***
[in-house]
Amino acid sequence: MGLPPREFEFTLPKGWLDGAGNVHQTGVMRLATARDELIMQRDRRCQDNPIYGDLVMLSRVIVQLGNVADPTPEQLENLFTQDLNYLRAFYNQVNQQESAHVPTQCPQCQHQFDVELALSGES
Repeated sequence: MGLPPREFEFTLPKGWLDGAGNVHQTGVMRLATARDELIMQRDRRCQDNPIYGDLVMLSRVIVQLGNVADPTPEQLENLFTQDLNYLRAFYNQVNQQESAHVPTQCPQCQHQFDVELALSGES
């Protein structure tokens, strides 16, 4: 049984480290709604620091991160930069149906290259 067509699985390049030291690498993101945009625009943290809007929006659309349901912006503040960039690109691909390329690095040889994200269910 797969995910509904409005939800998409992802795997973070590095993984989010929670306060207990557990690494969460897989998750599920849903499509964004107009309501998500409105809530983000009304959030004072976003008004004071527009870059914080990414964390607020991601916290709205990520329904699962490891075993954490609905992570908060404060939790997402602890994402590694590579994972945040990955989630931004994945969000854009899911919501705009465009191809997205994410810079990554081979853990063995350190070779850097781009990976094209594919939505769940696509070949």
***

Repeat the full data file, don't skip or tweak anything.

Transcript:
[in-house]
Amino acid sequence: MGLPPREFEFTLPKGWLDGAGNVHQTGVMRLATARDELIMQRDRRCQDNPIYGDLVMLSRVIVQLGNVADPTPEQLENLFTQDLNYLRAFYNQVNQQESAHVPTQCPQCQHQFDVELALSGES
Repeated sequence: MGLPPREFEFTLPKGWLDGAGNVHQTGVMRLATARDELIMQRDRRCQDNPIYGDLVMLSRVIVQLGNVADPTPEQLENLFTQDLNYLRAFYNQVNQQESAHVPTQCPQCQHQFDVELALSGES
């Protein structure tokens, strides 16, 4: 049984480290709604620091991160930069149906290259 067509699985390049030291690498993101945009625009943290809007929006659309349901912006503040960039690109691909390329690095040889994200269910 797969995910509904409005939800998409992802795997973070590095993984989010929670306060207990557990690494969460897989998750599920849903499509964004107009309501998500409105809530983000009304959030004072976003008004004071527009870059914080990414964390607020991601916290709205990520329904699962490891075993954490609905992570908060404060939790997402602890994402590694590579994972945040990955989630931004994945969000854009899911919501705009465009191809997205994410810079990554081979853990063995350190070779850097781009990976094209594919939505769940696509070949």